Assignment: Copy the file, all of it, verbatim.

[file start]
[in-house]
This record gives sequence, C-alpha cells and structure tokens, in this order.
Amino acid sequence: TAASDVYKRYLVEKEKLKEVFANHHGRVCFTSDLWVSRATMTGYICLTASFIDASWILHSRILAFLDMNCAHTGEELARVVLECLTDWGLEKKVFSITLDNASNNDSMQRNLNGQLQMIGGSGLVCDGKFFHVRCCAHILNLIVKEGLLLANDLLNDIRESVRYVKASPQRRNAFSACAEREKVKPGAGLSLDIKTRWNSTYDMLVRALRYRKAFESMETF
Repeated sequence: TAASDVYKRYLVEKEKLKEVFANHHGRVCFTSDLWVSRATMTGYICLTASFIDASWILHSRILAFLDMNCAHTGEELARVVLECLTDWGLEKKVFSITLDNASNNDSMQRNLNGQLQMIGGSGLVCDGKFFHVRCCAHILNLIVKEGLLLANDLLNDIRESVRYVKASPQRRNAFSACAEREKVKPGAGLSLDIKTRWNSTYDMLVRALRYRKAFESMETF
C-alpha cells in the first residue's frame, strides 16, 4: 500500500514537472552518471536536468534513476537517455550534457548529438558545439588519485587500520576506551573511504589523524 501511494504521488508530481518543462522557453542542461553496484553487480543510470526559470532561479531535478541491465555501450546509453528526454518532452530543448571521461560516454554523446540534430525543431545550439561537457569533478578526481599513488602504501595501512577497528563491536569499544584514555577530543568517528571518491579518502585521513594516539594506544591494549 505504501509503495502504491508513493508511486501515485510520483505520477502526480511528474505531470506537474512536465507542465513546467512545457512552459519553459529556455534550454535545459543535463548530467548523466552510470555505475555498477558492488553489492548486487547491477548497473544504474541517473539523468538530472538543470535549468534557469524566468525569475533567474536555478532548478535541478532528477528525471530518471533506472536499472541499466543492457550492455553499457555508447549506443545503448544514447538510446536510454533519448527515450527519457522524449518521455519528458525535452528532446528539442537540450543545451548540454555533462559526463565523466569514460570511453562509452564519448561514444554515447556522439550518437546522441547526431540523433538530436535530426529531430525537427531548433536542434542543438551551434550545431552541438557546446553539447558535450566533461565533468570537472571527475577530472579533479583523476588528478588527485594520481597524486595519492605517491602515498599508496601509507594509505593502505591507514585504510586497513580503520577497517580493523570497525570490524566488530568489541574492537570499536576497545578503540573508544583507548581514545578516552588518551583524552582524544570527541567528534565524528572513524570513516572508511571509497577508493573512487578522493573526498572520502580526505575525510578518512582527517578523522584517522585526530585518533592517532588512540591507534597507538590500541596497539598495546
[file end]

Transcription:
[in-house]
This record gives sequence, C-alpha cells and structure tokens, in this order.
Amino acid sequence: TAASDVYKRYLVEKEKLKEVFANHHGRVCFTSDLWVSRATMTGYICLTASFIDASWILHSRILAFLDMNCAHTGEELARVVLECLTDWGLEKKVFSITLDNASNNDSMQRNLNGQLQMIGGSGLVCDGKFFHVRCCAHILNLIVKEGLLLANDLLNDIRESVRYVKASPQRRNAFSACAEREKVKPGAGLSLDIKTRWNSTYDMLVRALRYRKAFESMETF
Repeated sequence: TAASDVYKRYLVEKEKLKEVFANHHGRVCFTSDLWVSRATMTGYICLTASFIDASWILHSRILAFLDMNCAHTGEELARVVLECLTDWGLEKKVFSITLDNASNNDSMQRNLNGQLQMIGGSGLVCDGKFFHVRCCAHILNLIVKEGLLLANDLLNDIRESVRYVKASPQRRNAFSACAEREKVKPGAGLSLDIKTRWNSTYDMLVRALRYRKAFESMETF
C-alpha cells in the first residue's frame, strides 16, 4: 500500500514537472552518471536536468534513476537517455550534457548529438558545439588519485587500520576506551573511504589523524 501511494504521488508530481518543462522557453542542461553496484553487480543510470526559470532561479531535478541491465555501450546509453528526454518532452530543448571521461560516454554523446540534430525543431545550439561537457569533478578526481599513488602504501595501512577497528563491536569499544584514555577530543568517528571518491579518502585521513594516539594506544591494549 505504501509503495502504491508513493508511486501515485510520483505520477502526480511528474505531470506537474512536465507542465513546467512545457512552459519553459529556455534550454535545459543535463548530467548523466552510470555505475555498477558492488553489492548486487547491477548497473544504474541517473539523468538530472538543470535549468534557469524566468525569475533567474536555478532548478535541478532528477528525471530518471533506472536499472541499466543492457550492455553499457555508447549506443545503448544514447538510446536510454533519448527515450527519457522524449518521455519528458525535452528532446528539442537540450543545451548540454555533462559526463565523466569514460570511453562509452564519448561514444554515447556522439550518437546522441547526431540523433538530436535530426529531430525537427531548433536542434542543438551551434550545431552541438557546446553539447558535450566533461565533468570537472571527475577530472579533479583523476588528478588527485594520481597524486595519492605517491602515498599508496601509507594509505593502505591507514585504510586497513580503520577497517580493523570497525570490524566488530568489541574492537570499536576497545578503540573508544583507548581514545578516552588518551583524552582524544570527541567528534565524528572513524570513516572508511571509497577508493573512487578522493573526498572520502580526505575525510578518512582527517578523522584517522585526530585518533592517532588512540591507534597507538590500541596497539598495546